Who wants to cut into the cruising kitty for gifts that won’t work when you take off? It’s just about that time of year, so Jamie and I came up with a list of fun and affordable gifts based on our everyday cruising life. Maybe some of these will fit the sailor in yours! We aimed to skew practical but keep it fun and easy, with ideas that are (mostly) under $50.
Dry bag. Ship to shore, or even just walking around on shore, things get wet. I remember tucking a camera into a plastic baggie back in 2008 and was just lucky when we dumped the dinghy and the camera survived. A computer that took an unplanned swim a few months ago wasn’t so fortunate. ouch. I don’t want to risk electronics on a bag that will fail! We’ve used a number of different dry bags, and SealLine’s Baja bags are simply the best. What they lack is a shoulder strap, but the bags I’ve used that do have one have ultimately failed because of the strain on the anchor point.
Polarizing filter. An inexpensive addition to your camera that turns photos on the water from OK to awesome (filtered image on left, non-filtered on right) with effects you can’t get in post-processing.
Aloha shirt. We may get a little “grotty yachtie”, but a there’s a ritual at the end of a day of boat chores where we clean up and Jamie traides a grimy tee for a fresh aloha shirt. It’s the signal that it’s time to relax, maybe have a sundowner in Totem’s cockpit or with friends. I love Reyn Spooner’s classic reverse-prints, but hey, go with whatever feels right. Score vintage for <$30 on Etsy, eBay, or thrift shops.
Cooler bag. Right, about those sundowners: unless you’re European, cruisers bring their drinks with them when invited to another boat, and who wants a warm beer? Get a durable cooler bag; I like having one that can do triple duty with beach barbecues and provisioning runs, too. Look for one that collapses (e.g., no hard liner or top) for easier storage; a couple of pockets can be handy. Ours looks a lot like this one.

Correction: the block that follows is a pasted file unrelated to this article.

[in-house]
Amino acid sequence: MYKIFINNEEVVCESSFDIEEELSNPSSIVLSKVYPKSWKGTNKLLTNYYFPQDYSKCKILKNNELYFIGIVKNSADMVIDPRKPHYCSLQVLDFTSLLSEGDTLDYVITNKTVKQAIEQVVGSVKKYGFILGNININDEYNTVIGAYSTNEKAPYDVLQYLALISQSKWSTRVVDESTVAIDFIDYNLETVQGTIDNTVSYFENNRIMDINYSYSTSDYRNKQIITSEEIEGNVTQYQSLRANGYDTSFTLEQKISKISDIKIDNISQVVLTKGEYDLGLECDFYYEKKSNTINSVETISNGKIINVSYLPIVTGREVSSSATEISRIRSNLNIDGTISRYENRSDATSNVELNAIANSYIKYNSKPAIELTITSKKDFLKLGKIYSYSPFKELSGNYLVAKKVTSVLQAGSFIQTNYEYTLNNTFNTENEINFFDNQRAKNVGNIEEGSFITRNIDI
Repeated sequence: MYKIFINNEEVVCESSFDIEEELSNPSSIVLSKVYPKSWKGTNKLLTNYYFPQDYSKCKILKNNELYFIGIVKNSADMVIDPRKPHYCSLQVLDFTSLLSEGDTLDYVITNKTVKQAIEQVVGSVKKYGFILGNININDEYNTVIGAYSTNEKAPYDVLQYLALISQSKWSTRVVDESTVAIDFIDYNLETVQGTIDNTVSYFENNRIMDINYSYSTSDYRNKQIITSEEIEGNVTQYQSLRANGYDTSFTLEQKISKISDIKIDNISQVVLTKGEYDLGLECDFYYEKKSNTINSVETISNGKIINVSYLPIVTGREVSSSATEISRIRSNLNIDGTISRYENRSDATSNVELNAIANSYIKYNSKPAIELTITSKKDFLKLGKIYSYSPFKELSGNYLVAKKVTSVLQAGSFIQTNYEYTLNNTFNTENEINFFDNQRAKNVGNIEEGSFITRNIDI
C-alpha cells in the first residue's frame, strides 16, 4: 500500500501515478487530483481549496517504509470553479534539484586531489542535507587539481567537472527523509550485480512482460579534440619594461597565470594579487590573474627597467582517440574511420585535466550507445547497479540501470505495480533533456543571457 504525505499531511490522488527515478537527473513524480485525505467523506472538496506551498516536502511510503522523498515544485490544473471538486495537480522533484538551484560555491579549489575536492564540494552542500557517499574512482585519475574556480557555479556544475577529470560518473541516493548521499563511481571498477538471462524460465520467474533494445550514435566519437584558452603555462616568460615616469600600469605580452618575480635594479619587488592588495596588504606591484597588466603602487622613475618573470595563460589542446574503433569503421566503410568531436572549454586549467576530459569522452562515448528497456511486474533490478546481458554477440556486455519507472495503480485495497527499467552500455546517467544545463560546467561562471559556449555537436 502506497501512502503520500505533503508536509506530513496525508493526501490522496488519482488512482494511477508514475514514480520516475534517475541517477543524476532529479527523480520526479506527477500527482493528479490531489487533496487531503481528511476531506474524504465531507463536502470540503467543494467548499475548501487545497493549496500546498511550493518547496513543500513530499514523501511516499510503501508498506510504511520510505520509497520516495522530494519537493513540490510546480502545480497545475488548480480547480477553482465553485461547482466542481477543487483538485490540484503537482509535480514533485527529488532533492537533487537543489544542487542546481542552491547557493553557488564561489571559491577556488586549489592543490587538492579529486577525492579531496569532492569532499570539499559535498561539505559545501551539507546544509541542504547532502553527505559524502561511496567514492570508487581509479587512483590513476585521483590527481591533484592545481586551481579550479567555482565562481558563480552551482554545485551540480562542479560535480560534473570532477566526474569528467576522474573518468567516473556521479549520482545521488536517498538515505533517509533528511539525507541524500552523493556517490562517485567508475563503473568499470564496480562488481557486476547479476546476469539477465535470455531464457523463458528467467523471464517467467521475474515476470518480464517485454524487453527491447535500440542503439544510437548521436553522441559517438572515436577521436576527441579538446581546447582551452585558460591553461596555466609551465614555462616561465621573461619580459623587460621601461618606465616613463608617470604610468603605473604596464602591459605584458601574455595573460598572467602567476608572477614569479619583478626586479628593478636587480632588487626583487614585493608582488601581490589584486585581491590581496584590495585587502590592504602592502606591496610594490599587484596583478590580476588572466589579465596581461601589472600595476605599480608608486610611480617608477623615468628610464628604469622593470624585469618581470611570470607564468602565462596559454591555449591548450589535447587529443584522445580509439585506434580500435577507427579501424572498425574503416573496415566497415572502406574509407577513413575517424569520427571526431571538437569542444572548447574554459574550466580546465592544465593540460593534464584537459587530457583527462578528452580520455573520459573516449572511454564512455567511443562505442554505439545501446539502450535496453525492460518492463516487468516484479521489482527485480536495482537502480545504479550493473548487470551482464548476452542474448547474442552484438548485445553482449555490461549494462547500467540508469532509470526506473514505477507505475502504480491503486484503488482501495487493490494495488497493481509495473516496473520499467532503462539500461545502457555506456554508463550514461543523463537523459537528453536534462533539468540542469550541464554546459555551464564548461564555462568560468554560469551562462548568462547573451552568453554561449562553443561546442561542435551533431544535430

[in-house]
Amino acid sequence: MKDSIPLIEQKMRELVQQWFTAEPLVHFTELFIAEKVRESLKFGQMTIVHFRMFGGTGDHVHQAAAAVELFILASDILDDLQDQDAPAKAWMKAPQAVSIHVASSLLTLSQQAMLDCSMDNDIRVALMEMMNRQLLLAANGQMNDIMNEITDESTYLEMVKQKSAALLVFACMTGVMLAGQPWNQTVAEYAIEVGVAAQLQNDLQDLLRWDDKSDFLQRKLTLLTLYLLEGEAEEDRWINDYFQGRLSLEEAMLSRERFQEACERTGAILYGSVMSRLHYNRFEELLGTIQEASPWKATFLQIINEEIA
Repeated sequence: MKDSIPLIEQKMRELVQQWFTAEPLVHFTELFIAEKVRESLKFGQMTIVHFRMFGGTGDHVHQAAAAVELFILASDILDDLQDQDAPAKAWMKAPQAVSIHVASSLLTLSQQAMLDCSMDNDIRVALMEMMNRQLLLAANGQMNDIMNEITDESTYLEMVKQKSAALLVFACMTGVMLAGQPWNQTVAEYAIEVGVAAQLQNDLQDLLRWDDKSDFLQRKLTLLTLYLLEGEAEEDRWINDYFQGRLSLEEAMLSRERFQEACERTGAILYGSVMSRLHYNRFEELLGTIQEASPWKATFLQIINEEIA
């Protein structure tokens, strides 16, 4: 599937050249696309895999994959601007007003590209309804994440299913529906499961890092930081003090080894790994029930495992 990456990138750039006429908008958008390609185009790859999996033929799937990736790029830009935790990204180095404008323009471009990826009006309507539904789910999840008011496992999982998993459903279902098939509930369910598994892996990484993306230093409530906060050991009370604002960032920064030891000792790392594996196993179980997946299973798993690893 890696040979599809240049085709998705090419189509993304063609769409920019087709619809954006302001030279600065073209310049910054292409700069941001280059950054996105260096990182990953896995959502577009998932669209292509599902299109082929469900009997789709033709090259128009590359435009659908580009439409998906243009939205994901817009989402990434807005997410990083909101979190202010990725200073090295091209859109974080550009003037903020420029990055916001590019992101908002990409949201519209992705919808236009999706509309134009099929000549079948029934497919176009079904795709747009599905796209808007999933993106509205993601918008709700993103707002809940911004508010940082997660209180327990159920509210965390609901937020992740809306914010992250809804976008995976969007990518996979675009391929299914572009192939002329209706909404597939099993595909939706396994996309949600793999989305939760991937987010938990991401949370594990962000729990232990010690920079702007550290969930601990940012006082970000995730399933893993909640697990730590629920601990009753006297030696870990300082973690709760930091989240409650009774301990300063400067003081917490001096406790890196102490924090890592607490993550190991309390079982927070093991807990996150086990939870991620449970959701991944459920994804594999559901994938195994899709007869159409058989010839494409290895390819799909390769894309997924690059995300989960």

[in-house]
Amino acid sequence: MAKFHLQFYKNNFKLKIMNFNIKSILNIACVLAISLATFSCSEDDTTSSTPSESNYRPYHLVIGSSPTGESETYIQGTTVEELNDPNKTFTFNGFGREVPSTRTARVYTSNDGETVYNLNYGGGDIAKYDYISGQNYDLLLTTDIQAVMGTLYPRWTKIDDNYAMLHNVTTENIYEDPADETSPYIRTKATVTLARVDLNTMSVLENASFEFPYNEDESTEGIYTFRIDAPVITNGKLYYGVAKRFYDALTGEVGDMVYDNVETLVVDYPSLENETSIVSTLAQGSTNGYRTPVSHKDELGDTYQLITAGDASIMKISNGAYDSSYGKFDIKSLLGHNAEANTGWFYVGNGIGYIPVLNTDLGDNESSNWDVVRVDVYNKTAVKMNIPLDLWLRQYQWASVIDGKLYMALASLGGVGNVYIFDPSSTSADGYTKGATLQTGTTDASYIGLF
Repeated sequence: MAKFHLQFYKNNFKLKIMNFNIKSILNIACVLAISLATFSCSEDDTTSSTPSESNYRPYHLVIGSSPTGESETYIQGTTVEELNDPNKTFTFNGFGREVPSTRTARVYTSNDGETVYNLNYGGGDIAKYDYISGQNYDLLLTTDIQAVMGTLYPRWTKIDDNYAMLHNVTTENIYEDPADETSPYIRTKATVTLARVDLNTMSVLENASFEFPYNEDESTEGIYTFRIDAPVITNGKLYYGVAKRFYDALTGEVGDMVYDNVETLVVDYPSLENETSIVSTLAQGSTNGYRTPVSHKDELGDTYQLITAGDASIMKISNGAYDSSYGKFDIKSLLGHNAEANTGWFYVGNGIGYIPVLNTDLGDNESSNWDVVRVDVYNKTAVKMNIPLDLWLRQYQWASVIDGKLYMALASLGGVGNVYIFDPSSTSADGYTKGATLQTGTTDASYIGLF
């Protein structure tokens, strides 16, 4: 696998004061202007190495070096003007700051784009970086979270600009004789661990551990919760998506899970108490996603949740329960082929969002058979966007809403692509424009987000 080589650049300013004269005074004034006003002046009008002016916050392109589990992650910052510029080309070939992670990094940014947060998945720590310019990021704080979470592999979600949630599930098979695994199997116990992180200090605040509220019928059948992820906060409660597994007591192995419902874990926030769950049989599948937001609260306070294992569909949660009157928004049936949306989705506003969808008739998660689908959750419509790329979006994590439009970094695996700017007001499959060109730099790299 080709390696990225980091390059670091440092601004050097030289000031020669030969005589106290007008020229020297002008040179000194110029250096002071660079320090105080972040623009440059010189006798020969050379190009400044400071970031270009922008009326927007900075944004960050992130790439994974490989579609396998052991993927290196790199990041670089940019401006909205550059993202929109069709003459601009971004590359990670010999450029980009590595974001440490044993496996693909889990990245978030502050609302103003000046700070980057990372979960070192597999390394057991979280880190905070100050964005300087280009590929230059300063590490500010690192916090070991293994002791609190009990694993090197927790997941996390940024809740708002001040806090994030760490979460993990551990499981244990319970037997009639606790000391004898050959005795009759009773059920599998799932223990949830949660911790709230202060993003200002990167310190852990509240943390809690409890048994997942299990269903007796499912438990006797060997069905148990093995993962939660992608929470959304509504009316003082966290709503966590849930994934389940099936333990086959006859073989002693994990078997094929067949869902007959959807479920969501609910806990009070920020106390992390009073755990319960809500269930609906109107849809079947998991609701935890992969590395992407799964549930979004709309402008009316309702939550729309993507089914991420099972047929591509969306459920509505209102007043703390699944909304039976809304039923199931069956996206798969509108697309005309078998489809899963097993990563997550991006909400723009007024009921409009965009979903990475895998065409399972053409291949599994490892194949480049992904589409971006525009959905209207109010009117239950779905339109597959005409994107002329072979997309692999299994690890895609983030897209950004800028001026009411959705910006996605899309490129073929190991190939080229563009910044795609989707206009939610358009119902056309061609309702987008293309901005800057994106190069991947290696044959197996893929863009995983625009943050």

Books. I love gifting books, and have been building out a list of my favorite books for cruisers. There are books to inspire, practical references we use again and again, and favorites for regions we’ve traveled. I’d love to add a personal note to go with a gifted copy of Voyaging With Kids: just let me know! It’s written for families but is full of guidance that can help anyone who wants to go cruising, not just those of us with children aboard.
Beachy jewelry. I was never big into bling but the basic jewelry I wore got even simpler after we went cruising. Natural materials, touches to remind me of places we’ve been, and anything inspired by the ocean…I’m a sucker for anything that incorporates sea glass. I reached out to my tribe of sailing women, because a number of them aren’t just cruisers – they’re artists creating lovely, affordable, cruisey adornment.
- Melody turns shackles and line into understated nautical pieces for Maggie + Millie, like the one here (love!).
- Catherine spins her hand-made glass beads into pieces at Sailorgirl Jewelry (like these beautiful earrings)
- Bead Girl Nauti Line offer pendants that Cindy will customize with your boat’s name!
- How about a mermaid bracelet like this one, made by Cheryl from SS Magpie?
- For beachy boho, check out Dani’s Anchored Grace shop on Etsy.
- For ocean style with a little more flash, SeaShineDesigns turns real shells into precious metal jewelry; a knockout is this seahorse cuff from Suz Somersall (wow).
Cobb barbecue. OK, so I’m breaking the <$50 rule for this one, but it’s worth it. A lightweight, portable, use-it-anywhere (outside) grill that cooks delicious meals- the top photo shows Jamie using ours on a beach in Comoros. It isn’t fixed to the rails, like most boat BBQs, but portable. It’s charcoal, which means better tasting barbeque. Because it stays cool on the outside (on ALL sides), you can actually just place it on deck…or take it to the beach, or whatever! We’ve removed our (always corroding/ can’t get parts/ rattling noisemaker in a light breeze/ burnt everything anyway) Magma, and I don’t miss it at all.
Butane torch. Because every cruiser needs crème brulee! Well not really (although that’s a great, easy way to impress guests), but these culinary torches are also handy for heat shrink during electrical work…something we do a lot more than we ever expected. And hey, you can have fancy desserts, too!
Still stumped? Check out my list of holiday gift ideas from last year.
It’s always appreciated when you click through to the Sailfeed website! All opinions mine; Cobb provided product for review. Amazon links are affiliate; if your click through a link and purchase from Amazon, it throws a little change in our cruising kitty. It doesn’t cost you a penny, but it’s a nice help for us. Thank you for supporting our family!
This article was syndicated from Sailing Totem